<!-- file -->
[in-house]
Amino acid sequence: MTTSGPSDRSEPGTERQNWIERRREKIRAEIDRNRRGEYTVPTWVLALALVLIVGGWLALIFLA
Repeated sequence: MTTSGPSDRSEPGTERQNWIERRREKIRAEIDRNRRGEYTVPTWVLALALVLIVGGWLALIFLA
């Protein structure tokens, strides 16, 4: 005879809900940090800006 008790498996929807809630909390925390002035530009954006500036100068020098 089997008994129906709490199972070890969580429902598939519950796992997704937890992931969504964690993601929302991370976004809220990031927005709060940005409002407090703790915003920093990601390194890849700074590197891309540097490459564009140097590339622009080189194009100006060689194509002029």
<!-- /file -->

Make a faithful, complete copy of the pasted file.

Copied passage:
[in-house]
Amino acid sequence: MTTSGPSDRSEPGTERQNWIERRREKIRAEIDRNRRGEYTVPTWVLALALVLIVGGWLALIFLA
Repeated sequence: MTTSGPSDRSEPGTERQNWIERRREKIRAEIDRNRRGEYTVPTWVLALALVLIVGGWLALIFLA
């Protein structure tokens, strides 16, 4: 005879809900940090800006 008790498996929807809630909390925390002035530009954006500036100068020098 089997008994129906709490199972070890969580429902598939519950796992997704937890992931969504964690993601929302991370976004809220990031927005709060940005409002407090703790915003920093990601390194890849700074590197891309540097490459564009140097590339622009080189194009100006060689194509002029």